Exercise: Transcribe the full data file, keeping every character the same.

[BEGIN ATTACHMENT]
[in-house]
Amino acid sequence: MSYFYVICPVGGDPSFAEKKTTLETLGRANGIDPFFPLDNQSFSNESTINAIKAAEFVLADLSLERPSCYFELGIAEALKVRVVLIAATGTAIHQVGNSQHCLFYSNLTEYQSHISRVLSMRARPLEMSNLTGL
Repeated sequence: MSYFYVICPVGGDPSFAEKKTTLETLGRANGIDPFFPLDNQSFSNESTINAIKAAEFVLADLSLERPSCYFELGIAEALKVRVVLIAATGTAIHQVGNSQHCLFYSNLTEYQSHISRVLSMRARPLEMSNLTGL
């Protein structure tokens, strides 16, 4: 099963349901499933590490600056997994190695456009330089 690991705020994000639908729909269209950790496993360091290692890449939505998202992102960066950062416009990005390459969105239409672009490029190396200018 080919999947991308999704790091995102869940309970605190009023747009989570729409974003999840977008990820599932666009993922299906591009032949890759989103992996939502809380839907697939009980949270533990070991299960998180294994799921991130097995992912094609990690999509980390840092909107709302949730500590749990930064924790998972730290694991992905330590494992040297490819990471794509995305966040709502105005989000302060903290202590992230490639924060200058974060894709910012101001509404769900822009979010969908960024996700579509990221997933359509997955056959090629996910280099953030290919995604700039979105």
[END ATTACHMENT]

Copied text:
[in-house]
Amino acid sequence: MSYFYVICPVGGDPSFAEKKTTLETLGRANGIDPFFPLDNQSFSNESTINAIKAAEFVLADLSLERPSCYFELGIAEALKVRVVLIAATGTAIHQVGNSQHCLFYSNLTEYQSHISRVLSMRARPLEMSNLTGL
Repeated sequence: MSYFYVICPVGGDPSFAEKKTTLETLGRANGIDPFFPLDNQSFSNESTINAIKAAEFVLADLSLERPSCYFELGIAEALKVRVVLIAATGTAIHQVGNSQHCLFYSNLTEYQSHISRVLSMRARPLEMSNLTGL
């Protein structure tokens, strides 16, 4: 099963349901499933590490600056997994190695456009330089 690991705020994000639908729909269209950790496993360091290692890449939505998202992102960066950062416009990005390459969105239409672009490029190396200018 080919999947991308999704790091995102869940309970605190009023747009989570729409974003999840977008990820599932666009993922299906591009032949890759989103992996939502809380839907697939009980949270533990070991299960998180294994799921991130097995992912094609990690999509980390840092909107709302949730500590749990930064924790998972730290694991992905330590494992040297490819990471794509995305966040709502105005989000302060903290202590992230490639924060200058974060894709910012101001509404769900822009979010969908960024996700579509990221997933359509997955056959090629996910280099953030290919995604700039979105």